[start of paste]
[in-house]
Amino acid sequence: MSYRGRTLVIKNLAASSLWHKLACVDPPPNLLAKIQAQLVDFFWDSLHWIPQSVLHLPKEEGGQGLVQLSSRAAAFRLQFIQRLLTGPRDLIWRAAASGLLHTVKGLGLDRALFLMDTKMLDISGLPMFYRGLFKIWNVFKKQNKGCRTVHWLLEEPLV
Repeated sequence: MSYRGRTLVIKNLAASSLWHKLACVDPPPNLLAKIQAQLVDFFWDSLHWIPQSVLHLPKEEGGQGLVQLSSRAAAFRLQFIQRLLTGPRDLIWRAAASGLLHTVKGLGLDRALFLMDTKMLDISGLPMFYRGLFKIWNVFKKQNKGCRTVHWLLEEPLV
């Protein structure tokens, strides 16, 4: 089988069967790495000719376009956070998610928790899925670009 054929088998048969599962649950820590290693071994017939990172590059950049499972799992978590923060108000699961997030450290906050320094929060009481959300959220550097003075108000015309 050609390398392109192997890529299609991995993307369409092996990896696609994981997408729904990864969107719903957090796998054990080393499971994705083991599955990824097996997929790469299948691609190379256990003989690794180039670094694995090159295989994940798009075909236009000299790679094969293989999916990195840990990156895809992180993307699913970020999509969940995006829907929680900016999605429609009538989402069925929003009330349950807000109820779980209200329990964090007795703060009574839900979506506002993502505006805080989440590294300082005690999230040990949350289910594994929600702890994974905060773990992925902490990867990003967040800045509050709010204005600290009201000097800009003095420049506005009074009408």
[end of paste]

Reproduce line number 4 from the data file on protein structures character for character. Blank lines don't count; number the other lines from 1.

């Protein structure tokens, strides 16, 4: 089988069967790495000719376009956070998610928790899925670009 054929088998048969599962649950820590290693071994017939990172590059950049499972799992978590923060108000699961997030450290906050320094929060009481959300959220550097003075108000015309 050609390398392109192997890529299609991995993307369409092996990896696609994981997408729904990864969107719903957090796998054990080393499971994705083991599955990824097996997929790469299948691609190379256990003989690794180039670094694995090159295989994940798009075909236009000299790679094969293989999916990195840990990156895809992180993307699913970020999509969940995006829907929680900016999605429609009538989402069925929003009330349950807000109820779980209200329990964090007795703060009574839900979506506002993502505006805080989440590294300082005690999230040990949350289910594994929600702890994974905060773990992925902490990867990003967040800045509050709010204005600290009201000097800009003095420049506005009074009408």